I just saw off the last of my Cabernet Day friends. It’s been a real blast.
Seeing Local Winemakers
2010 was a really heartwarming Cabernet Day because it was one of the first events I organized to really get a great deal of support from local grape growers and winemakers. I was worried about 2011 because the slightly early harvest means a lot of winemakers are too busy to celebrate with us.
Some winemakers managed to send samples to be tasted in their absence. Notably, Gerard Bertrand sent a few bottles of his Cabernet Franc from Cigalus. That’s a big name in the region and I’m so excited that he decided to participate. And everybody enjoyed tasting the wine while watching high def video footage of the Corbieres vineyard from a helicopter! Bling bling. We’ve come a long way from #Cabernetday’s humble beginnings. ;D
I was also really pleased to see some winemakers tore themselves away from harvest to come in person. And they brought wines! Which is also very exciting because a lot of the growers around here are very shy and don’t like promoting their own wine. I’m very proud of them for coming out and braving a mostly anglophone audience to help share some of the Cabernet love.
Sharing with Anglophones
And it should be noted that this year was VERY English-speaking. Many English families retire to this region around Carcassonne, and I feel like they make up a really strong community that will enjoy a lot of local wines. Probably 90% of the attendees were speaking in English.
And I’ll add that almost everybody tonight was a wine novice, which is great. I was happy to have a very professional/wine trade crowd in 2010. But I’m even happier to share the joys of Cabernet with an amateur/novice crowd. People who just love life in the south of France and want to drink some good local wine.
We got to spend a lot of time sharing simple winemaker pleasures like “how to taste grapes for ripeness“. We all went out to the rows of Cabernet Sauvignon and tasted how the fruit was coming along. Chewed the skins and seeds separately. Talked about the importance of sugar and phenolics.
It was a lot of fun because we had a huge deal of neighborhood support. I’m getting too mushy, but it felt wonderful to have such a big block party here at O’Vineyards all around some Cabernet.
Lots of good friends!
2011″s Cab Day turned out very different from 2010 here in the Languedoc, so I’m anxious to hear everybody’s reports. I hope everybody has a piece of the magic we had here in the Languedoc Roussillon! Thanks again to Rick Bakas for organizing a wonderful Cab Day.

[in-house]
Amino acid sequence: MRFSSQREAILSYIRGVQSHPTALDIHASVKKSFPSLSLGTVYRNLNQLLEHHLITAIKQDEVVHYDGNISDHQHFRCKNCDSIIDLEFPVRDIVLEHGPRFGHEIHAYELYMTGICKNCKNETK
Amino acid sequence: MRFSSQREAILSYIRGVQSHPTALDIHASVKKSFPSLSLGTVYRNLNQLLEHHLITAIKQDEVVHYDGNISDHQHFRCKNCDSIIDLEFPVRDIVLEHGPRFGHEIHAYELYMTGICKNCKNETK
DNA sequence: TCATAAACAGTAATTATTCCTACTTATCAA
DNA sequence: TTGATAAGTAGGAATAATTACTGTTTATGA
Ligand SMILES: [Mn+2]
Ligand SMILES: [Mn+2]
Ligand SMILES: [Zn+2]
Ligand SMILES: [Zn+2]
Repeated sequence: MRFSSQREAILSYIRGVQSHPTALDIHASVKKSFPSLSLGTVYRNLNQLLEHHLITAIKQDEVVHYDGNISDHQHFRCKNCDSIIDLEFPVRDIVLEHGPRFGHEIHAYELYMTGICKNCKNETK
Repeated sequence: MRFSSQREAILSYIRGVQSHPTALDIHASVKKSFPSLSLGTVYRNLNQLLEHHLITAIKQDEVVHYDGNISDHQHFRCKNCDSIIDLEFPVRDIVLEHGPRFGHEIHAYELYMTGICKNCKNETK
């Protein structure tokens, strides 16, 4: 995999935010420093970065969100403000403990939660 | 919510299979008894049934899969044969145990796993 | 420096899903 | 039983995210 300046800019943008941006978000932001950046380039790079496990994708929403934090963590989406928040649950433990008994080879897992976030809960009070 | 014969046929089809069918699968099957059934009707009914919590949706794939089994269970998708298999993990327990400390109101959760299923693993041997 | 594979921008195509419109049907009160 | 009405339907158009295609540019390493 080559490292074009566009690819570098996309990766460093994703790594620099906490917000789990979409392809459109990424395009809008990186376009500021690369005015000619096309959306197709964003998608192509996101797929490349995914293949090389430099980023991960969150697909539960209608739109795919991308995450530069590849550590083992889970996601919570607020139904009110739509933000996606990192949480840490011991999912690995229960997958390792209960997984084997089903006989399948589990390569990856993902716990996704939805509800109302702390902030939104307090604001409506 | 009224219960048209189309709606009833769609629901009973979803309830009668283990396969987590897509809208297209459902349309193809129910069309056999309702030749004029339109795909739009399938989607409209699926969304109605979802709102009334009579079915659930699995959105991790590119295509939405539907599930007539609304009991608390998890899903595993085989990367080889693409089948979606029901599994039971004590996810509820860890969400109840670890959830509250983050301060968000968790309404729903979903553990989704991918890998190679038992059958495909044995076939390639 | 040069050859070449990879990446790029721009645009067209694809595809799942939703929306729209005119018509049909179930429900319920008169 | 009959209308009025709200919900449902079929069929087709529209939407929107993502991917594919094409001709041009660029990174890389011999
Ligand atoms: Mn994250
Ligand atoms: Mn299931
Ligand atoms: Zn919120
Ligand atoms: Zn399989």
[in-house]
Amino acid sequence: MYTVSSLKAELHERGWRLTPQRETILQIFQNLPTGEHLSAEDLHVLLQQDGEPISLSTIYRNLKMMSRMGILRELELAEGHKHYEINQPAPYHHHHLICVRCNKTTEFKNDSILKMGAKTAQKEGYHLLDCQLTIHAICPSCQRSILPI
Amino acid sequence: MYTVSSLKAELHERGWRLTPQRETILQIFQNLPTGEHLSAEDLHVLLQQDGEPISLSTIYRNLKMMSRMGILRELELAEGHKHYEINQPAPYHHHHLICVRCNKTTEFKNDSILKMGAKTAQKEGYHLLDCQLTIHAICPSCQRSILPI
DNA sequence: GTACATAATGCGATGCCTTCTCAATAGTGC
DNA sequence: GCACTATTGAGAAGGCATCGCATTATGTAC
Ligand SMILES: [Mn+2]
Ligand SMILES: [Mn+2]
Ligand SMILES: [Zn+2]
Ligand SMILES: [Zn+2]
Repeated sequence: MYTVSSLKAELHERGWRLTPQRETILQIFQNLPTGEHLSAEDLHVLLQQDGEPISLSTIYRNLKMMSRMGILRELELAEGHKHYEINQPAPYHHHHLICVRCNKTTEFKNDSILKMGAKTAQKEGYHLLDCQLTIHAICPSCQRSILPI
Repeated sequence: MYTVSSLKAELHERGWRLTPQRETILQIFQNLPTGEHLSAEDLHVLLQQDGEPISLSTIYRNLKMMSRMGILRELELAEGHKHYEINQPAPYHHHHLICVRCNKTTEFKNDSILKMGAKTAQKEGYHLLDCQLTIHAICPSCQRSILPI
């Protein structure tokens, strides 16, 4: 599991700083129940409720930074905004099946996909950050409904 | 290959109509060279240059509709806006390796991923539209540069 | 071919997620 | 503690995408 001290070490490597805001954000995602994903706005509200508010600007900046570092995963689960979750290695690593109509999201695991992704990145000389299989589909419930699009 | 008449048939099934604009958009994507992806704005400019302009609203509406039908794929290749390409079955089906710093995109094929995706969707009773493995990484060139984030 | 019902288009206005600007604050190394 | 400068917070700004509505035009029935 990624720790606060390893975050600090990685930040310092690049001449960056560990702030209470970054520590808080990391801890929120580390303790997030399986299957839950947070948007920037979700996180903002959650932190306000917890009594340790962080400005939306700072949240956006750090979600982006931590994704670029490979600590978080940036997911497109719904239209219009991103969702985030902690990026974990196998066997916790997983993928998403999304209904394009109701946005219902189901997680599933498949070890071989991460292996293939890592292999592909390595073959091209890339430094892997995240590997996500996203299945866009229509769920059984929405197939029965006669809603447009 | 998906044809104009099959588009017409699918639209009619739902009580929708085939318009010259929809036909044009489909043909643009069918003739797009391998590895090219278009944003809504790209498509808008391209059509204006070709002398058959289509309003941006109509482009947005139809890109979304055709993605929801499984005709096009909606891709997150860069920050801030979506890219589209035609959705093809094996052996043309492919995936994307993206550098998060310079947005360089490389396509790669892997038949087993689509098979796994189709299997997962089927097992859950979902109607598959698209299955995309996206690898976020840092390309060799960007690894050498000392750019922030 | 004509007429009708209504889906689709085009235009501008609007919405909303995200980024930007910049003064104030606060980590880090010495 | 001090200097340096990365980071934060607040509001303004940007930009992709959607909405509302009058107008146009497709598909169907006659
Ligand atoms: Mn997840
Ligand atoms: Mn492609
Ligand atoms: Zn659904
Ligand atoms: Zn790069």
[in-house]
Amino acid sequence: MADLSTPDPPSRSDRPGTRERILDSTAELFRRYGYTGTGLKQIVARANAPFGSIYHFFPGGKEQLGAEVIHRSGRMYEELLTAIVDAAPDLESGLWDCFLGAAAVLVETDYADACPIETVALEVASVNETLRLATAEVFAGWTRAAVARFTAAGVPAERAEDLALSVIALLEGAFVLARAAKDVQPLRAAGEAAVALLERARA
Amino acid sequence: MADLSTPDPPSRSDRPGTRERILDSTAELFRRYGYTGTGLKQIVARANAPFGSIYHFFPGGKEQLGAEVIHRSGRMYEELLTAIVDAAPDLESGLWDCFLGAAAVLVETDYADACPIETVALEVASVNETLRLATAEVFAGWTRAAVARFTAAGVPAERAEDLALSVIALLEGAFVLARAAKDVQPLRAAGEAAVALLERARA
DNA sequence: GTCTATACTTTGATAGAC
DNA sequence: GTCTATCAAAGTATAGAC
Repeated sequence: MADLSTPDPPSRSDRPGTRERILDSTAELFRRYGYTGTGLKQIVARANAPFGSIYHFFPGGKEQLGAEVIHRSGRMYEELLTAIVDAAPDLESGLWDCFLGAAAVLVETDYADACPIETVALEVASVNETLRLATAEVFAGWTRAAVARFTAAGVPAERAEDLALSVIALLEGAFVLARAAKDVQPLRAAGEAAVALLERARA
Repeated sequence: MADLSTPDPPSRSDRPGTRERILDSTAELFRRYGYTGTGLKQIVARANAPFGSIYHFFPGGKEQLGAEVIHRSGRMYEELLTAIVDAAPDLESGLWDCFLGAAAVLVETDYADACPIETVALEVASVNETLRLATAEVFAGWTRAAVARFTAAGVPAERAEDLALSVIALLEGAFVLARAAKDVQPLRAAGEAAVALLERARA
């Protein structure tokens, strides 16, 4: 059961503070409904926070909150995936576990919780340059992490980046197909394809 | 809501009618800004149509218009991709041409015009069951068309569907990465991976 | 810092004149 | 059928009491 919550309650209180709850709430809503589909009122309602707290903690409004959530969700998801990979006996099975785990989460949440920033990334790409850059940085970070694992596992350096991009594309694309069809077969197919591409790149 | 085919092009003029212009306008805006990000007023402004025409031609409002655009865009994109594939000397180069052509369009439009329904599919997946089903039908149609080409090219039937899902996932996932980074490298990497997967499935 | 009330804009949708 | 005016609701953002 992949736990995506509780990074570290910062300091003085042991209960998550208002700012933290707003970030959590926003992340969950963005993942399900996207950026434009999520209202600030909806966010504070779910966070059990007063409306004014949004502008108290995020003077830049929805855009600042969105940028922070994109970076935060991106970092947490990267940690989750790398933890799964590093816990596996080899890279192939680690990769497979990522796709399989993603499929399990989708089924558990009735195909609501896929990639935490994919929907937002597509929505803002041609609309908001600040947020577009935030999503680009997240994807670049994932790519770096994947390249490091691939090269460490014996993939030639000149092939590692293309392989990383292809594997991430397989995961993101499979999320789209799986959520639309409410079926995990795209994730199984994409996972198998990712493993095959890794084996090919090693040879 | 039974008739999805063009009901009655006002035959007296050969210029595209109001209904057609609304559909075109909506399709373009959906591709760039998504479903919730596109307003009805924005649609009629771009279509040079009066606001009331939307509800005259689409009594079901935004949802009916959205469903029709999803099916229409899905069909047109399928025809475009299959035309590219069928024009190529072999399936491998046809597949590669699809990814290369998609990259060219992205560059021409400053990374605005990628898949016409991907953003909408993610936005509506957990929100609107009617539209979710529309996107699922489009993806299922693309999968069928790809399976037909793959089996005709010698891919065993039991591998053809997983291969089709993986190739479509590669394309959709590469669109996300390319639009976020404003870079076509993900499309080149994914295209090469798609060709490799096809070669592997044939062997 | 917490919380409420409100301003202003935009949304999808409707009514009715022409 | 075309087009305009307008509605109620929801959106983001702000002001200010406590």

The grapes are getting ripe enough to start talking about harvest dates. I’ve been tasting grapes in the Cabernet and Merlot multiple times a day with everybody who comes through on the winery tour. I go out to the Syrah once every couple of days to taste there too. And of course, the real expert tastes the grapes every time we let her outside.
Muse sniffs the merlot grapes for ripeness
My dog, Muse.
Nobody believes me until they see it for themselves. Muse loves to eat the grapes once they’re ripe. I’ve even sworn to that in a recent harvest update published by the Languedoc Pages.
People say grapes can kill a dog, but my dog eats grapes all the time. I can’t stop her once they’re ripe.
It would appear they’re not quite ready yet though as she’s just giving them a brief sniff before moving on. We’ll have to wait a couple more weeks before she starts gobbling up all the profit at O’Vineyards.
Domaine O’Vineyards, located in the North Arrondissement of Carcassonne, is just minutes from the Carcassonne train station, the Medieval City, and the Carcassonne Airport.
GPS coordinates: 43.259622, 2.340387
Wine, Dine, Relax at our Boutique Vineyard
Unique thing to do in Carcassonne
Wine Cellar. Winery Visits. Wine Tasting.
Wine & Food Pairing
North Arrondissement of Carcassonne
885 Avenue de la Montagne Noire
11620 Villemoustaussou, France
Tel: +33(0) 630 189 910
Best by GPS.
Follow the signs to Mazamet/ Villemoustaussou using the D118. At the end of the last straight part of D118, you will come to a roundabout with the Dyneff gas station.
Take the exit towards Pennautier. Continue 500m to a small roundabout and go straight over.
Look out for the second road on your right, Avenue des Cévennes which curves up hill (about 1km) to Avenue de la Montagne Noire on the left.
At the last juction, bear left. the road sign “Ave de la Montagne Noire” (confusing as it seems to show a right turn)
After another 500m you will see our red brick color building in the middle of the vines.
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